During the year the ETA conducted 10 investigations based on individual complaints of illegal employment discrimination against women and found one to be justified. In the “justified” case, the ETA ordered the employer to stop its illegal activity, to refrain from further violations, to pay a penalty of one million forint (approximately $4,600), and to publish the decision of ETA on the employer’s website for 60 days. The employer appealed the ETA’s ruling at court, which case remained pending at year’s end.
Section 6. Discrimination, Societal Abuses, and Trafficking in Persons
The law prohibits discrimination on the basis of race, gender, disability, language, place of birth, caste, or social status. The government worked with varying degrees of success to enforce these provisions.
Rape and Domestic Violence: The law criminalizes rape, except spousal rape when the woman is over age 15. Punishment ranges from prison terms of two years to life, a fine of 20,418 rupees ($333), or both. Official statistics pointed to rape as the country’s fastest growing crime. The NCRB reported 24,923 cases of rape nationwide in 2012, the latest year for which data were available. Observers considered rape an underreported crime. Law enforcement and legal avenues for rape victims were inadequate, overtaxed, and unable to address the problem effectively. Law enforcement officers sometimes worked to reconcile rape victims and their attackers, in some cases encouraging female rape victims to marry their attackers. Doctors sometimes further abused rape victims who reported the crimes by using the “two-finger test” to speculate on their sexual history. The Supreme Court ruled in May that this practice violated the rape victim’s right to privacy and asked the government to provide better alternatives.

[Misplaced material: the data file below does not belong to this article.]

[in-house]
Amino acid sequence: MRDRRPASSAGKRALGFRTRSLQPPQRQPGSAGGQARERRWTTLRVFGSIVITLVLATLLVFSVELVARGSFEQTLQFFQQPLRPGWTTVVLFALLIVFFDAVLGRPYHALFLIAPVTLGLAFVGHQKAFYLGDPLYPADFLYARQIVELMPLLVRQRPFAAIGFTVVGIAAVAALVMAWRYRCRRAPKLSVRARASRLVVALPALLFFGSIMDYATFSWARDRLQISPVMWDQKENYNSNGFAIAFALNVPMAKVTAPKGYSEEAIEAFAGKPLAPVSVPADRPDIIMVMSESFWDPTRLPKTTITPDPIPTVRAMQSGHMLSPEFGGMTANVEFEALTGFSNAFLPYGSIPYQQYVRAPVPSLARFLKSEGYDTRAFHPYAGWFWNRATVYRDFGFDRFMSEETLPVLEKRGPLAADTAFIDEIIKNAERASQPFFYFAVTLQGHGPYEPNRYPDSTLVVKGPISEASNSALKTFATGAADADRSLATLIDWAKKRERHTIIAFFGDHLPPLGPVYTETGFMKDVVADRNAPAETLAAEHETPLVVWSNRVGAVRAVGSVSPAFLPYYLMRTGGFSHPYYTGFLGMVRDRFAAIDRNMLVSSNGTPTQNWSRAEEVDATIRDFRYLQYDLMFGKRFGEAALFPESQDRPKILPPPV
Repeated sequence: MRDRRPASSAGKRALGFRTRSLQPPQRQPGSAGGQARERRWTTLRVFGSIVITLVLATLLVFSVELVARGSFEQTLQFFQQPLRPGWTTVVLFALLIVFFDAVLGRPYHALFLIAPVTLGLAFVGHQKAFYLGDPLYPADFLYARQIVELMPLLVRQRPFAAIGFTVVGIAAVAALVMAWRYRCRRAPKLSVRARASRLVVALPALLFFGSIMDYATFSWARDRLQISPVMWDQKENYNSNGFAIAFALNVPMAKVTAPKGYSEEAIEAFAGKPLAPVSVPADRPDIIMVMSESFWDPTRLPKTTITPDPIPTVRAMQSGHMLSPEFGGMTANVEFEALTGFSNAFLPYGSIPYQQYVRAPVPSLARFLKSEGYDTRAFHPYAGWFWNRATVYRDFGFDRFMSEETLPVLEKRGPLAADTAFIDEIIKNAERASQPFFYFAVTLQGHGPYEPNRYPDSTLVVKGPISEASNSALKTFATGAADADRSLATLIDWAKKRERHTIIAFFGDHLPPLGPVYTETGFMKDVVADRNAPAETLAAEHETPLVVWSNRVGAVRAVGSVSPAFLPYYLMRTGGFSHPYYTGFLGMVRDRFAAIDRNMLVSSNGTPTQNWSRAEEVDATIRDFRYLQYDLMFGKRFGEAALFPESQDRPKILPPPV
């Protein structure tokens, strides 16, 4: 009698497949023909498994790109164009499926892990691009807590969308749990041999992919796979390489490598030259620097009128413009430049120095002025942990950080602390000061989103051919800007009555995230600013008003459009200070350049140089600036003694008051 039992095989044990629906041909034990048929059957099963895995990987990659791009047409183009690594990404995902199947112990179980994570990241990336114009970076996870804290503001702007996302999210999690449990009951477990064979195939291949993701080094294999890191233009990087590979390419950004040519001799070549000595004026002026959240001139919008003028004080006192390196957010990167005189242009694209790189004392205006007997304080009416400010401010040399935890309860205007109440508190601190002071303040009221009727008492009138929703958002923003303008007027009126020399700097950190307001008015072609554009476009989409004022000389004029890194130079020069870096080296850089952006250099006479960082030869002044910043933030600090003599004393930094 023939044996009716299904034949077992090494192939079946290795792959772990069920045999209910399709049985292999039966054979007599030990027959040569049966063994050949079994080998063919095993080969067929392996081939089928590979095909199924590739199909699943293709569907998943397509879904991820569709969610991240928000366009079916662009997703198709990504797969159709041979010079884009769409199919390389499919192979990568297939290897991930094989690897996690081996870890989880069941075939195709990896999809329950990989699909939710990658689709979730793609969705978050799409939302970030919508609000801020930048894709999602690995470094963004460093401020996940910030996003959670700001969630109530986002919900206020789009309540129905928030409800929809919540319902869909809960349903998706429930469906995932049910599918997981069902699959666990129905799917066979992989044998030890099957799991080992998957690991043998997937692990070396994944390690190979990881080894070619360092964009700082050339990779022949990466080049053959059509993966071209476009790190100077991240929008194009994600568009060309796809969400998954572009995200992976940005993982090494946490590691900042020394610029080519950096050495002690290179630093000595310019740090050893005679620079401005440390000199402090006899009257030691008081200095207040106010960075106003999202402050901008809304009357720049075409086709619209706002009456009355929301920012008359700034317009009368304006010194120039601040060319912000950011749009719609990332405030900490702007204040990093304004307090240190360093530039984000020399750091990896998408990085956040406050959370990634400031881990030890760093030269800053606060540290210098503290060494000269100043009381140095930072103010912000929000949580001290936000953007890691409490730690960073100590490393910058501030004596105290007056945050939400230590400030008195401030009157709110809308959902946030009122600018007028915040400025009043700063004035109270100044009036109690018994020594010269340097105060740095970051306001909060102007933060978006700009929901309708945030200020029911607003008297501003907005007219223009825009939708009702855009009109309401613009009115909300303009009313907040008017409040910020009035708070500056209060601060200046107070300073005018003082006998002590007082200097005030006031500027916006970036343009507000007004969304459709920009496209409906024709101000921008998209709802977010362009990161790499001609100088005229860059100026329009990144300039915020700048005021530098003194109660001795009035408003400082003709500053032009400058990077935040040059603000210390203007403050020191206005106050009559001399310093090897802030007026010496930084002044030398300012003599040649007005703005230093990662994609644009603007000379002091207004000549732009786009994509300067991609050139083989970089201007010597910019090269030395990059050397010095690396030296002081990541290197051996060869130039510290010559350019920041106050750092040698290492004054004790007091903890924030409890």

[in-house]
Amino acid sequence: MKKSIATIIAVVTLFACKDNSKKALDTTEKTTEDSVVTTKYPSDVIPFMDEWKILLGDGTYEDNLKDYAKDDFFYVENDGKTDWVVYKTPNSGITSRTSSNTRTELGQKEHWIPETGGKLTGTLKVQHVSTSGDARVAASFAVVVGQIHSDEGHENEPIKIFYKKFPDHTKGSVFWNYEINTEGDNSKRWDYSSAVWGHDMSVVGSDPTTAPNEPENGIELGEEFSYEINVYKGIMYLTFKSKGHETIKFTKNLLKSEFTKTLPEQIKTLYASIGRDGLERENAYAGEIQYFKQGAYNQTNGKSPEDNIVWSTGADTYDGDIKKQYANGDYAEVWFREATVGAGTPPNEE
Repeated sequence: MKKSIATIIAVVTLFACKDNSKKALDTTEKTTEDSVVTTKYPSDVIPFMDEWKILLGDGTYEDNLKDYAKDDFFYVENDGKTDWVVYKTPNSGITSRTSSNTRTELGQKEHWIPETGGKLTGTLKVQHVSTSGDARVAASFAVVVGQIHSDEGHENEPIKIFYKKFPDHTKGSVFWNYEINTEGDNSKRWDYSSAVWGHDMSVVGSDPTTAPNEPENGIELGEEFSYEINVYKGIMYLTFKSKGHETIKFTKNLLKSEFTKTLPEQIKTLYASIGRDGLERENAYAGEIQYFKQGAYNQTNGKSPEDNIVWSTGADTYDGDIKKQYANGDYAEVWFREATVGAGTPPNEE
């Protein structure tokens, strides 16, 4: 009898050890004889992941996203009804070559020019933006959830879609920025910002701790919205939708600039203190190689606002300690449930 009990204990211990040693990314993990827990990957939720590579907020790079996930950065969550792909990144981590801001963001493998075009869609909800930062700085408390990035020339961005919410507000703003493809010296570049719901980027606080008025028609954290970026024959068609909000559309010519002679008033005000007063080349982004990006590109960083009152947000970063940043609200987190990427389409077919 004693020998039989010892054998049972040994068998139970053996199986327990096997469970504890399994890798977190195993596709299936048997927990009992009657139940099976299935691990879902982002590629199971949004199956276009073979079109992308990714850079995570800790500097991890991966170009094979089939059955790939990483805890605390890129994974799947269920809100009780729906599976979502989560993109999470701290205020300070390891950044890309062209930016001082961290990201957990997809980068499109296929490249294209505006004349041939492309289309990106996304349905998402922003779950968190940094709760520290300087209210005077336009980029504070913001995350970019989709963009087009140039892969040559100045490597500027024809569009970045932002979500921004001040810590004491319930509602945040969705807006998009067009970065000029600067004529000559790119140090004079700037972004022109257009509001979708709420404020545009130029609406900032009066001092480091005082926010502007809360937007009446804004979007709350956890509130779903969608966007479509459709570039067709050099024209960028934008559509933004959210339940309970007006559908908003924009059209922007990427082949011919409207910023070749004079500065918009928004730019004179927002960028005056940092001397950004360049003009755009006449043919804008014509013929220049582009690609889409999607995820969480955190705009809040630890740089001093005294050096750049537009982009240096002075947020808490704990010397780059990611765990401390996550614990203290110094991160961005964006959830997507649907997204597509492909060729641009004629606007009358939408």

The Verma Commission, created following the December 2012 gang rape and killing of a 23-year-old woman and assault on her companion on a moving bus in New Delhi, identified areas of legislative reform to address crimes against women, some of which subsequently became law. The Criminal Law Amendment bill, passed in February, revised the penal code to introduce more stringent punishments for rape and other gender-based violence. Of the six persons accused in the December 2012 case, a court convicted four men and sentenced them to death, and convicted one juvenile and sentenced him to three years in custody. A fifth adult allegedly committed suicide in police custody before trial.
While authorities tried the six accused in the December 2012 Delhi rape case quickly, rapes outside of the national capital were not dealt with as swiftly. There remained concern that little progress was made for women since the Delhi rape case. Many investigations and legal proceedings relating to earlier rape cases during the year remained pending.